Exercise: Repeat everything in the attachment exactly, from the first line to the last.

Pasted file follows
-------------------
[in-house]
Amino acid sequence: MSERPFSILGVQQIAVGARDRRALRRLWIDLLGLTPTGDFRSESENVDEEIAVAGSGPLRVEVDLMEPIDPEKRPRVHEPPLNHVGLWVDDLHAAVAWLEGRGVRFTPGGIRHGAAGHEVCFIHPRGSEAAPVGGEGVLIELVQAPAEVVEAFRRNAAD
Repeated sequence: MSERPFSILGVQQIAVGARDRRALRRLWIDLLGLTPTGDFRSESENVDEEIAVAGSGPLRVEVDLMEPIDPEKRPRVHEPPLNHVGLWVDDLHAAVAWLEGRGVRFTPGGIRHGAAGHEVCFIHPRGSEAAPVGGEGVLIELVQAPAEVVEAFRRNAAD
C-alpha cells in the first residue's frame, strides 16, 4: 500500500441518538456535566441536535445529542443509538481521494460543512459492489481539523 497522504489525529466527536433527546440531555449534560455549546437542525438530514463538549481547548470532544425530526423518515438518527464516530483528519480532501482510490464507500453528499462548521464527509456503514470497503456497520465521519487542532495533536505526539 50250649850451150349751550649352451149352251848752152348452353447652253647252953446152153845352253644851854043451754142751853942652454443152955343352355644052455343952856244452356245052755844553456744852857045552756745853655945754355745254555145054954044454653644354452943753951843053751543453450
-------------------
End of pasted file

[in-house]
Amino acid sequence: MSERPFSILGVQQIAVGARDRRALRRLWIDLLGLTPTGDFRSESENVDEEIAVAGSGPLRVEVDLMEPIDPEKRPRVHEPPLNHVGLWVDDLHAAVAWLEGRGVRFTPGGIRHGAAGHEVCFIHPRGSEAAPVGGEGVLIELVQAPAEVVEAFRRNAAD
Repeated sequence: MSERPFSILGVQQIAVGARDRRALRRLWIDLLGLTPTGDFRSESENVDEEIAVAGSGPLRVEVDLMEPIDPEKRPRVHEPPLNHVGLWVDDLHAAVAWLEGRGVRFTPGGIRHGAAGHEVCFIHPRGSEAAPVGGEGVLIELVQAPAEVVEAFRRNAAD
C-alpha cells in the first residue's frame, strides 16, 4: 500500500441518538456535566441536535445529542443509538481521494460543512459492489481539523 497522504489525529466527536433527546440531555449534560455549546437542525438530514463538549481547548470532544425530526423518515438518527464516530483528519480532501482510490464507500453528499462548521464527509456503514470497503456497520465521519487542532495533536505526539 50250649850451150349751550649352451149352251848752152348452353447652253647252953446152153845352253644851854043451754142751853942652454443152955343352355644052455343952856244452356245052755844553456744852857045552756745853655945754355745254555145054954044454653644354452943753951843053751543453450